Emily Lewis:  [Agrees]

Jason Nakai:  So if you can learn to accept failure and learn from it and then take that in and realize that just one failure is not the end of everything, but it’s an opportunity to learn.

Lea Alcantara:  What’s your favorite PG-rated curse word?

Jason Nakai:  Oh goodness, did you hear that?  That’s the one that always comes out.  In fact, Emily can probably attest to this.  I have a bunch of them.  I think good grief would probably be the biggest one. 

Emily Lewis:  He could do the Charlie Brown good grief.  [Laughs]

Lea Alcantara:  Good grief, I love it.  [Laughs]

Emily Lewis:  All right, who is your favorite superhero?

Jason Nakai:  Oh, that one is another hard one, but I think right now, being with my race coming up, I’d have to say The Flash.

Lea Alcantara:  What is your favorite time of the year?

Jason Nakai:  Oh, that would be fall.  I’d say fall would be my favorite time of the year.

Emily Lewis:  If you can change one thing about the web, what would it be?

Jason Nakai:  Oh, my goodness.  I think what I would change about the web is I would want to make it more like the cyberspace reality that was described in William Gibson’s novels.  To me, it would always be cool to see sort of the way it played out in a physical way. 

Emily Lewis:  Cool.

Lea Alcantara:  What are three words that describe you?

Jason Nakai:  I’d have to say I am curious, I am passionate about things and I get obsessed about things.  [Laughs]

Emily Lewis:  [Laughs]

Lea Alcantara:  [Laughs]

Emily Lewis:  What are three words that describe your work?

Jason Nakai:  My work, I’d say it has to be important to me, it has to be fun to me, and it has to allow me the freedom to explore new things.

Lea Alcantara:  What’s your favorite meal of the day?

Jason Nakai:  My favorite meal of the day would be – oh that’s a hard one because I must admit, Emily is a great cook, so dinners are always amazing.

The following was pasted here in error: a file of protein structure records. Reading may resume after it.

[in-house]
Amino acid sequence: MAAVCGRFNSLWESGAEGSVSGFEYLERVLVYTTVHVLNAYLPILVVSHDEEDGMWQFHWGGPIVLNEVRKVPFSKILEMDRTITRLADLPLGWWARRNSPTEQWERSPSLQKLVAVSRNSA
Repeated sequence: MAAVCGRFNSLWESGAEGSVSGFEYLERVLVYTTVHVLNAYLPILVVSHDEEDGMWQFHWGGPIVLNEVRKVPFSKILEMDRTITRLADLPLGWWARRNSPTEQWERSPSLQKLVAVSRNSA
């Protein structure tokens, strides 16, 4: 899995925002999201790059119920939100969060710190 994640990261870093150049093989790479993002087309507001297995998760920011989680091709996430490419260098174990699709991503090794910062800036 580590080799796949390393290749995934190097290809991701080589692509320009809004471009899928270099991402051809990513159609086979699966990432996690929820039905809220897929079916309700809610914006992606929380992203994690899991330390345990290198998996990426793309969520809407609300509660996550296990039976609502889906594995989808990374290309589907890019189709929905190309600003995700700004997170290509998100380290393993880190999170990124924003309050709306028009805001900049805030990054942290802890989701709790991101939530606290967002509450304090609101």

Emily Lewis:  [Laughs]

Jason Nakai:  But I recently started liking breakfast more and more.

Emily Lewis:  All right, last question, coffee or tea?

Jason Nakai:  I’d say both.  I actually drink coffee all day long.

Lea Alcantara:  [Laughs]

Jason Nakai:  But I also drink tea.  In fact, my first cup of coffee in the morning is coffee mixed with a bit of mushroom tea. 

Lea Alcantara:  Very cool.  That’s all the time we have for today.  Thanks for joining the show.

Jason Nakai:  Thank you very much.  I enjoyed the show and I enjoyed being on it.

Emily Lewis:  In case our listeners want to follow up with you, where can they find you online?

Jason Nakai:  Well, you can find me on Twitter at @jnakai, and I think that’s basically the only place I’m available right now.  [Laughs]

[Music starts]

Emily Lewis:  [Laughs]  Okay, thanks again, Jason, this was really great conversation.

Jason Nakai:  It’s great.  It’s very nice to speak to the two of you.

Lea Alcantara:  CTRL+CLICK is produced by Bright Umbrella, a web services agency invested in education and social good.  Today’s podcast would not be possible without the support of this episode’s sponsors!  Many thanks to the Performance Matters Conference and Focus Lab!  Don’t forget to buy a shirt to support the people of Puerto Rico. 

Emily Lewis:  We’d also like to thank our hosting partner: Arcustech.

Lea Alcantara:  And thanks to our listeners for tuning in!  If you want to know more about CTRL+CLICK, make sure you follow us on Twitter @ctrlclickcast or visit our website, ctrlclickcast.com.  And if you liked this episode, please give us a review on Stitcher or Apple Podcast or both!  Links are in our show notes and on our site.

Emily Lewis:  Don’t forget to tune in to our next episode when we dive into project management with Rachel Gertz.  Be sure to check out ctrlclickcast.com/schedule for more upcoming topics.

Lea Alcantara:  This is Lea Alcantara …

Emily Lewis:  And Emily Lewis …

Lea Alcantara:  Signing off for CTRL+CLICK CAST.  See you next time!

Emily Lewis:  Cheers! 

[Music stops]

Timestamp: 01:08:40